Little can be more frustrating to an association than when a non-compliant homeowner files for bankruptcy. The bankruptcy laws are complex, and navigating them can be a challenge even for the most sophisticated managers. One of the broadest protections for homeowners that file bankruptcy is the “automatic stay.” This provision of the bankruptcy code immediately
Many people are generally familiar with the concept that housing providers, real estate agents, and property management companies are subject to state and federal fair housing laws. However, it is important to know that community associations are also subject to those laws. State fair housing laws vary from state to state. These laws typically set forth a statutory procedure for the resolution of complaints of violations of those laws.
This post will focus mainly on the Virginia Fair Housing Law (“VFHL”) (Virginia Code Section 36-96.1, et seq.) and the Virginia process for complaint resolution.
What VFHL Covers
Virginia has a stated policy to provide fair housing throughout the Commonwealth. Va. Code § 36-96.1. The VFHL prohibits covered persons or entities from engaging in unlawful discriminatory housing practices. Va. Code § 36-96.3.
Continue Reading Virginia Fair Housing Law and Community Associations: Procedural Background and Best Practices in Handling Complaints
In the world of enforcing covenants, deeds, and restrictions, injunctions are one of the most powerful tools association managers have in their arsenal. An injunction is an order from a Court either requiring a homeowner to comply with particular rules or restrictions or ordering the homeowner to cease violating the restrictions. Associations can request injunctive relief whether or not the association wishes to seek monetary damages against the homeowner.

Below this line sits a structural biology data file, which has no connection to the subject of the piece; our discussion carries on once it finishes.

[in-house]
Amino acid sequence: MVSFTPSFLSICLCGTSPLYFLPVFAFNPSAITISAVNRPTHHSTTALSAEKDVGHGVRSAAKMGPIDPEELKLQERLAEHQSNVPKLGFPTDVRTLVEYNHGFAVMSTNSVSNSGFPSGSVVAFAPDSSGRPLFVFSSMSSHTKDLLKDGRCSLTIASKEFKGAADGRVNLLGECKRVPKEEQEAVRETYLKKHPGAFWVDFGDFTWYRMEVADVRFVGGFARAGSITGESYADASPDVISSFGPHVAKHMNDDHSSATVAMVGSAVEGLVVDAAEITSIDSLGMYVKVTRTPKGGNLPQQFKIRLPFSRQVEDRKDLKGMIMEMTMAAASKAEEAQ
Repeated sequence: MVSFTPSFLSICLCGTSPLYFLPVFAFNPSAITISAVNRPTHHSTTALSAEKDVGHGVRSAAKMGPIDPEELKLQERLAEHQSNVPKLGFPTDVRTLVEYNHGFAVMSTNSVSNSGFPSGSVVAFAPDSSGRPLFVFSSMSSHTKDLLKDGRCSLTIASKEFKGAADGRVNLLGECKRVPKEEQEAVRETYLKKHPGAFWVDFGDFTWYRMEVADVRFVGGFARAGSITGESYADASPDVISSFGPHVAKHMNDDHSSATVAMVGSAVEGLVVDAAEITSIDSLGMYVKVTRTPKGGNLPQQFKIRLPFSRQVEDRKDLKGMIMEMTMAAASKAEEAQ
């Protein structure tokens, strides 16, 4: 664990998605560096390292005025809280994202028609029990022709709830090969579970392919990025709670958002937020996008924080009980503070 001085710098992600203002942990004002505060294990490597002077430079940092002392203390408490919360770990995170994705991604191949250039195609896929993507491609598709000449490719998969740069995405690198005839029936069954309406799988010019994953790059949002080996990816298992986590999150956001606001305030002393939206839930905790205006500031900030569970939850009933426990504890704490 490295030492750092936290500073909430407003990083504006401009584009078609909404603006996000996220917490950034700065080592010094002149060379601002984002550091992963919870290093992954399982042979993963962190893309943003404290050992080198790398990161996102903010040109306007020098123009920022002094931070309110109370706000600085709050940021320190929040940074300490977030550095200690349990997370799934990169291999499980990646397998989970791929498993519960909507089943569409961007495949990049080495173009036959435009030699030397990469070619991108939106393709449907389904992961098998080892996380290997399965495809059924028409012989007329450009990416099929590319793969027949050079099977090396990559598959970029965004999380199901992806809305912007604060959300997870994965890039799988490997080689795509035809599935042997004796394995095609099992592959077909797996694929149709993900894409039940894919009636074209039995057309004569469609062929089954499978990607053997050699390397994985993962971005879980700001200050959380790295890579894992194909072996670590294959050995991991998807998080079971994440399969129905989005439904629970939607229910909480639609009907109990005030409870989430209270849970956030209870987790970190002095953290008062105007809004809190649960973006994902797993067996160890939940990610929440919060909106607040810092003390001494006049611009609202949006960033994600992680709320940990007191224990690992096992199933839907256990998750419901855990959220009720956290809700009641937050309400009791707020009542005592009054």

Courts are often willing to award injunctions for several reasons. First, in most cases where injunctions are appropriate, the association has taken many steps prior to filing suit to enforce the covenants, including communications with the homeowner, calling the owner to a due process hearing of the board, assessing non-compliance charges, and oftentimes demands for compliance from the association’s attorney. The association can then plead with the Court, arguing that there is little else the association can do to enforce the restrictions. Judges are frequently sympathetic to these arguments, especially considering the fact that the restrictions are legally deemed to be a contract with the homeowner, and if the homeowner refuses to abide by the contract, then the only avenue for redress is with the Courts. Additionally, most violations affect the neighboring properties and often decrease home values and/or make it difficult for neighbors to sell their property.
Continue Reading The Almighty Injunction
For those who live in a community with a homeowners association (also referred to in Virginia as a “property owners’ association” or a condominium association) (an “Association”), you are no doubt familiar with assessments that go toward landscaping, parks, and pools, and declarations and bylaws that govern architectural changes to the exterior of the homes. How strictly these are enforced may go to the nature of the people serving on the board of the Association, or it may be due to the rights included in a development’s founding documents: Declaration, Articles of Incorporation, and Bylaws. What can be enforced by law and in what manner starts with an examination of these documents.